Bringing Back the Bike

By Julia Sharp

Photography by Emily Long

Forty years ago, the golden age of motorcycles seemed to be declining. The post-World War demand for refined bikes such as Steve McQueen’s famous 1936 Indian Chief had ended, and the gentleman biker became a relic of the past. In the 1990s, the industry picked up again as people became interested in heavy duty touring bikes. This revival helped bring the motorcycle industry back into the spotlight, and many brands saw a surge as biking became a leisure sport again. For those still yearning for the personality and swagger of antique motorcycles, the solution was simple. Bring back vintage bikes.

 

LiveWell.web

test

“The feeling of riding something that you’ve built completely and then having it perform the way you wanted it to perform is almost second to none.”
– Adam Sheard

That’s where Adam and Jamie Sheard of Speed Deluxe come in. Adam was a civil engineer in England and grew up riding dirt bikes, working on cars, and building dragsters. While living in Australia, he met his wife Jamie and built his first vintage Triumph motorcycle. “In Australia, I rode every day for six years. Working on the Triumph got me back into building again, and I realized I wanted to do it full time,” Adam says.

After traveling around to visit various cities in the United States, Adam and Jamie decided Chattanooga was the ideal spot for Speed Deluxe. “We had the concept for the shop in our heads first, and after visiting Chattanooga, we realized it’s in the middle of big cities like Atlanta, Nashville, and Memphis that aren’t particularly well serviced in this industry,” he says. “The city also just has a good feel to it. There are a lot of young business owners here around our age, and we think Chattanooga has a really great future.”

Speed Deluxe is a full service workshop, offering everything from vintage motorcycle maintenance to custom builds. Like a bespoke suit, these builds are completely made to order. Speed Deluxe sources vintage motorcycles and parts to build custom bikes for customers looking for a special brand or model.

While some custom builders may push the boundaries between art and rideability, Speed Deluxe focuses on crafting motorcycles that balance both qualities. “There’s a heavy artistic influence when we build something, but it’s also practical. We like our bikes to be ridden,” Adam says.

“Over the last five to 10 years, the motorcycle industry has moved toward a more diverse mix of bikes. I think the industry is the best it’s been in a long time,” Adam says. “I don’t think it’s peaked, but it’s hard to see how much more popular it can get. The main manufacturers are really bringing bikes to the market that have an old-school look and are aimed toward young people. For example, Ducati brought out their Scrambler, and the Triumph range is geared strongly toward younger people, which helps the industry grow even more,” he adds.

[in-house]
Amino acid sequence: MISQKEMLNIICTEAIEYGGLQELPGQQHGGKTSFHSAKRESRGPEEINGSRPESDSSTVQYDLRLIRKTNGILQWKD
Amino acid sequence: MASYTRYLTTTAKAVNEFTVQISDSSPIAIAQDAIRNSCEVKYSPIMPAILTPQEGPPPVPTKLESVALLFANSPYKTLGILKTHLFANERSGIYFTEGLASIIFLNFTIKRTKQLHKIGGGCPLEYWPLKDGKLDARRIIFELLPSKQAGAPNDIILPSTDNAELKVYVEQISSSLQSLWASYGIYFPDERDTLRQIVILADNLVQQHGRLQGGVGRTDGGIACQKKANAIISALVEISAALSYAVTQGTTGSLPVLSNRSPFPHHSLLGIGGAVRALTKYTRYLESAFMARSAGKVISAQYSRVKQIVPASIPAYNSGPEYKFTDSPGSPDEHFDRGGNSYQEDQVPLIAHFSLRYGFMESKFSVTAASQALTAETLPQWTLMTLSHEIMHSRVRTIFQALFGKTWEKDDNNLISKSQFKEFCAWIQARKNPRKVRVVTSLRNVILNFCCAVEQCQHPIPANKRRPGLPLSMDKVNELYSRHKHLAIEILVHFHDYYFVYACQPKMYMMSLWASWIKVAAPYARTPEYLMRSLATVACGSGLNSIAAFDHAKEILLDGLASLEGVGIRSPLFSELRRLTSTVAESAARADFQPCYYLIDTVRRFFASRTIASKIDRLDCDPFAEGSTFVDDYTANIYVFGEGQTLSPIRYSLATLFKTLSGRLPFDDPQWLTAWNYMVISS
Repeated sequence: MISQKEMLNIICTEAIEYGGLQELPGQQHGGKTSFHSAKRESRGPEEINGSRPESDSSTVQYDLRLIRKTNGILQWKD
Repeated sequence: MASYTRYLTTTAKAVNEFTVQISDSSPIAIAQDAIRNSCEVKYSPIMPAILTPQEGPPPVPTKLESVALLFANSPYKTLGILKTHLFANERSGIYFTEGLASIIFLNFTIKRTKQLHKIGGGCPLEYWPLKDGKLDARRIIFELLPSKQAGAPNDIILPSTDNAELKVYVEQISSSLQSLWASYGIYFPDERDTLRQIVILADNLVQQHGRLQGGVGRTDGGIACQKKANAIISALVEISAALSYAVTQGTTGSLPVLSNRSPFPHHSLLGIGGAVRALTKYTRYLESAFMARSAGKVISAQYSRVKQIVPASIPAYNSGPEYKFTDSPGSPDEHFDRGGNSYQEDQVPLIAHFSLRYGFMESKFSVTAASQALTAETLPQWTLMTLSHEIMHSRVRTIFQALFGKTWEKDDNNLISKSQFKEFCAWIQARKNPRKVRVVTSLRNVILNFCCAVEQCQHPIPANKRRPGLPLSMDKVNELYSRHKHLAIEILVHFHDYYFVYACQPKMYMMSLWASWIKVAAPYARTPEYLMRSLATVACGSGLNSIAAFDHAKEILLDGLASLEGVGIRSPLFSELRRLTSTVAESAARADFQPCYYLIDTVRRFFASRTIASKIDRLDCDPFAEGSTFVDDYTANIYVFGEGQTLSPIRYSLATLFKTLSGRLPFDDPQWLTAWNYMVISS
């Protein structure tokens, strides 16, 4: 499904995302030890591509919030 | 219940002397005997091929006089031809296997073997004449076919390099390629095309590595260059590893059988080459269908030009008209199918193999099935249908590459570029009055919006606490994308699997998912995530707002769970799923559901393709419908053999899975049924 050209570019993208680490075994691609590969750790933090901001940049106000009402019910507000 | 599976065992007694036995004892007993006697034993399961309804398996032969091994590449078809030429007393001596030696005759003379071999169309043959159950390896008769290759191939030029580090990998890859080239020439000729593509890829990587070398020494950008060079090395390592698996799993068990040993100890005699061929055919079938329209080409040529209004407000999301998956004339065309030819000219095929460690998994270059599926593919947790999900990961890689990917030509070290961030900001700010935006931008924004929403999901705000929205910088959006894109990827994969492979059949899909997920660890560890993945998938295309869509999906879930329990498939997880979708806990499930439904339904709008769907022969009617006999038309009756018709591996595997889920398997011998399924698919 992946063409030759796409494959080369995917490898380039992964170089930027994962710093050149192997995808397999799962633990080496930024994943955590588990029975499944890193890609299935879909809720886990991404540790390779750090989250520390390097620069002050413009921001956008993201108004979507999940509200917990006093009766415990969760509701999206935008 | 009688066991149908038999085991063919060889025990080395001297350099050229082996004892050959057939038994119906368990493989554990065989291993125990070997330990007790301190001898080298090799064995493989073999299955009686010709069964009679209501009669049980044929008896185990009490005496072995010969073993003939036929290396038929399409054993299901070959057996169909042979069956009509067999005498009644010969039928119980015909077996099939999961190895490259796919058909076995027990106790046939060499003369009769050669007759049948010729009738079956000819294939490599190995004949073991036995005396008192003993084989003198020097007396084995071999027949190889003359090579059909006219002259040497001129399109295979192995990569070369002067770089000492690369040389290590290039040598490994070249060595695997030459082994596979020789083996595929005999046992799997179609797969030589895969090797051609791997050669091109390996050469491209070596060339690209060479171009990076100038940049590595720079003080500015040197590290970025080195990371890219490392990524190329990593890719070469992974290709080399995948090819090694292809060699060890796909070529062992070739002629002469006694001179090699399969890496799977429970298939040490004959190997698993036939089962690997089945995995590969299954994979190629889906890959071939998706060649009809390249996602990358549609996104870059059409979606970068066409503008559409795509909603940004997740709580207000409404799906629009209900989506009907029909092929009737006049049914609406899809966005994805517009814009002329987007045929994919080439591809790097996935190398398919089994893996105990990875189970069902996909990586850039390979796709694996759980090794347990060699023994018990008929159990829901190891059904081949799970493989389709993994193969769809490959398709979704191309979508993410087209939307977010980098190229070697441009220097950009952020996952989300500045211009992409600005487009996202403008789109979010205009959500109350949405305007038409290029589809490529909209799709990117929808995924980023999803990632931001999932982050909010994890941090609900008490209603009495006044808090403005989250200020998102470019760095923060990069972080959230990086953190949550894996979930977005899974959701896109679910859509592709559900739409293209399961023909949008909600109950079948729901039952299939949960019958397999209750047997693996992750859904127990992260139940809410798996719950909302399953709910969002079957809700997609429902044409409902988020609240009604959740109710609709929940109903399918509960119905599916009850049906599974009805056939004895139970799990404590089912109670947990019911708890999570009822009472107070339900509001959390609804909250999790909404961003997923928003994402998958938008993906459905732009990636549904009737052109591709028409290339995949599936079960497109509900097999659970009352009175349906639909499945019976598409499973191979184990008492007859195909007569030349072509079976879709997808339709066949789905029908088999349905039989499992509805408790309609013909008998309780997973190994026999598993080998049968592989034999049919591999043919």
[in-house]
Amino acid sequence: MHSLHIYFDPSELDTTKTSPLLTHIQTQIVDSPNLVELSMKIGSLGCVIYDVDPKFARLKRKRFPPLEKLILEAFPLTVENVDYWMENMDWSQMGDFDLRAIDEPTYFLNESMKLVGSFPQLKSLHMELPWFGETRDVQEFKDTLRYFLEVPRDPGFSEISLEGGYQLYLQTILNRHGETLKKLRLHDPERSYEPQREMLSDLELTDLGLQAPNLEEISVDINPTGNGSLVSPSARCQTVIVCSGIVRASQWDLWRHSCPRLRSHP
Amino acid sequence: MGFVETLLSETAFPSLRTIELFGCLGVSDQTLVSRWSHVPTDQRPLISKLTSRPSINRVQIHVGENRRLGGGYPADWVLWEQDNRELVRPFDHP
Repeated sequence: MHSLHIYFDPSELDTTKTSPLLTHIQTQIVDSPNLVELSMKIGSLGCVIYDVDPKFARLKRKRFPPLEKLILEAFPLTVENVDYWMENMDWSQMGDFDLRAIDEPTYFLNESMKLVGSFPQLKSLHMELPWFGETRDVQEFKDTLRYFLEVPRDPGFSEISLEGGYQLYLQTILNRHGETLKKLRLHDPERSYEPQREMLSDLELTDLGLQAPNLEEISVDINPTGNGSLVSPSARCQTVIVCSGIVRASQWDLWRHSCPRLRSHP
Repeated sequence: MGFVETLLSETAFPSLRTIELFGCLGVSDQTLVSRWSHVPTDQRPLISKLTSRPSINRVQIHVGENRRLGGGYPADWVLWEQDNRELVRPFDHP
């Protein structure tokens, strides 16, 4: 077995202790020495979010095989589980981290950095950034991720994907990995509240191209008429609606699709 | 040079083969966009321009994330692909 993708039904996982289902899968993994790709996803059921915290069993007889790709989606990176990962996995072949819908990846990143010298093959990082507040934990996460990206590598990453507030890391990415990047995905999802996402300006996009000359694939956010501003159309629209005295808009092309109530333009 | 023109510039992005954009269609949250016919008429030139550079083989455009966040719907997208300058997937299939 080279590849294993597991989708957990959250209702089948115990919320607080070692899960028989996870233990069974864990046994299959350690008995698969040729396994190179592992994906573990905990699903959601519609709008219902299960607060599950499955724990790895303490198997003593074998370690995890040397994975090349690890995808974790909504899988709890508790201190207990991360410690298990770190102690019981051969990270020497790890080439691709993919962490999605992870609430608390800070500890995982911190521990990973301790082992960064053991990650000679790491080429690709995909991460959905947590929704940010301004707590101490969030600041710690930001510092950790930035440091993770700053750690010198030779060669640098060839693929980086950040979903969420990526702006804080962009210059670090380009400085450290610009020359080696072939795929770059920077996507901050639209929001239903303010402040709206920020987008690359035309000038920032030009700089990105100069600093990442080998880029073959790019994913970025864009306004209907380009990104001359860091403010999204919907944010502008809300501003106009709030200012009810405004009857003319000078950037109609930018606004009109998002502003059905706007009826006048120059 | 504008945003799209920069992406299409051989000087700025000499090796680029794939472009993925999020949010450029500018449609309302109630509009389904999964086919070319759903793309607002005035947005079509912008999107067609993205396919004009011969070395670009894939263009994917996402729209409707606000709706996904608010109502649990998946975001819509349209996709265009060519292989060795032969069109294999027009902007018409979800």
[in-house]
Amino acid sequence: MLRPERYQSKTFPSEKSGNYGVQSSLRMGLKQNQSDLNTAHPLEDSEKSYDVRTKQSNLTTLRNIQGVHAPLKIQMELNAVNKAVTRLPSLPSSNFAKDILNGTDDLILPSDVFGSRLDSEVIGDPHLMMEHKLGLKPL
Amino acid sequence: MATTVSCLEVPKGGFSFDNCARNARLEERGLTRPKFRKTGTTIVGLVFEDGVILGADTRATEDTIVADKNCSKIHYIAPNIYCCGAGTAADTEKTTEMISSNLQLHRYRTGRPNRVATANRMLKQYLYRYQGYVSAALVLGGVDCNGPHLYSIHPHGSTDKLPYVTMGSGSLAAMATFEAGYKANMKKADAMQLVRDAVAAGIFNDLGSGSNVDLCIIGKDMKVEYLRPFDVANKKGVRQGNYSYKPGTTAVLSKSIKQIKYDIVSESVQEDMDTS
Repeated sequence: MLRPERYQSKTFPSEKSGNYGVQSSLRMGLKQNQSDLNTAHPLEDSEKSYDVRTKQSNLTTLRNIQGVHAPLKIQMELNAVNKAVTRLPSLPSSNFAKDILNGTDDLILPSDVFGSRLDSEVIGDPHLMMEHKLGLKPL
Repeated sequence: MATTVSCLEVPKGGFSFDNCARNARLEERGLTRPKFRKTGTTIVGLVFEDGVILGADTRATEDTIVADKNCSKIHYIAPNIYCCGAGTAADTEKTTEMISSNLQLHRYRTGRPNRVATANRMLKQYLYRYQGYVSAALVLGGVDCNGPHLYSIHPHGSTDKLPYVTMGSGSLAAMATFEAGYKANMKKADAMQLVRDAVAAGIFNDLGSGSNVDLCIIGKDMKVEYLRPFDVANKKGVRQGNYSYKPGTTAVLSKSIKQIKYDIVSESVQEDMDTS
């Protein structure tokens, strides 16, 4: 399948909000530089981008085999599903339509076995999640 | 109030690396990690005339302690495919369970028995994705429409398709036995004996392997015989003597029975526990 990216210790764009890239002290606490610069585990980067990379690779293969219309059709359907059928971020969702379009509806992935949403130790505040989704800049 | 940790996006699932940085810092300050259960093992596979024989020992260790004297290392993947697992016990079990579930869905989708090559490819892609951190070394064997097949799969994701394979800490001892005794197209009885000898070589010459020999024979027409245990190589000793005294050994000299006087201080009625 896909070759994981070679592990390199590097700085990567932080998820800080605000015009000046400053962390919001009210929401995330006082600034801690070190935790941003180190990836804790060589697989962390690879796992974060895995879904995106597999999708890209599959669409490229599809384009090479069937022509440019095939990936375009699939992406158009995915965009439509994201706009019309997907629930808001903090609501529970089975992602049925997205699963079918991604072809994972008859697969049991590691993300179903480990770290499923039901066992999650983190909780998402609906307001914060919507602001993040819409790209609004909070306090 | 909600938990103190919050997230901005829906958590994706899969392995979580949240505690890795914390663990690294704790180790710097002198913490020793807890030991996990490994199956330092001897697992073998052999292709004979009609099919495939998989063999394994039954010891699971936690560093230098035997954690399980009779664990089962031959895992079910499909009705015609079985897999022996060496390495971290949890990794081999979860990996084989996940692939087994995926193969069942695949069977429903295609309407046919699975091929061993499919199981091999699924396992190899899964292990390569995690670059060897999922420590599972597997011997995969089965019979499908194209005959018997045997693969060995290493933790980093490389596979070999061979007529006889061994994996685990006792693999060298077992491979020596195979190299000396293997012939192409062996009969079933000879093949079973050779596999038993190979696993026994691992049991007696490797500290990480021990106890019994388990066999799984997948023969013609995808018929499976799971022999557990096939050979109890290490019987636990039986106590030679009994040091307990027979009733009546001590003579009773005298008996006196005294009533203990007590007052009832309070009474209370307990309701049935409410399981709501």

“There’s a movement toward handmade goods overall, and this industry is very oriented to that as well,” Adam says. “My personal end goal is to make motorcycles that are truly handmade, with the exception of certain components  which we’ll still source from other bikes. We recently made one almost entirely in-house using a BSA engine. Making the aluminum frame and bodywork in-house was a huge step for us, and we actually built it in nine days. It was made to race, but it also has that show quality. It’s my favorite build, mainly because of what it stands for.” And what it stands for is simple – the art of handcrafting bespoke motorcycles is alive and well.

Embargo.62.CenizaLounge.web

Vintage Motorcycle Maintenance + Safety

If a vintage bike has been ridden regularly over the years, there’s a good chance it’ll still run well and only require minimal maintenance. “When you get a good bike, it shouldn’t need much servicing aside from changing the oil and brakes,” Adam says.

Before working on any modifications, the shop insists that safety checks are done first. A rider’s safety is key, and Adam warns owners not to skip these important updates. “It’s really not worth the risk. It’s simple to change things out and make sure the bike is safe. After that, I’m a firm believer that if you ride as often as you can, you’re not going to have any trouble with it.”


Buying Tips

Adam’s recommendations are pretty simple: buy the absolute best bike you can find, and get advice from an expert. “Purchasing the best quality bike will save you a lot of time, money, and frustration in the future,” he says. “We’ve spoken to people who’ve owned a vintage bike in the past, but they had a few problems and couldn’t get anyone to work on it. That caused them to sell it and never buy another.” If you’re unsure about the quality or condition, Adam recommends talking to a professional or friend who owns a vintage motorcycle.

Tupelo.web

Shares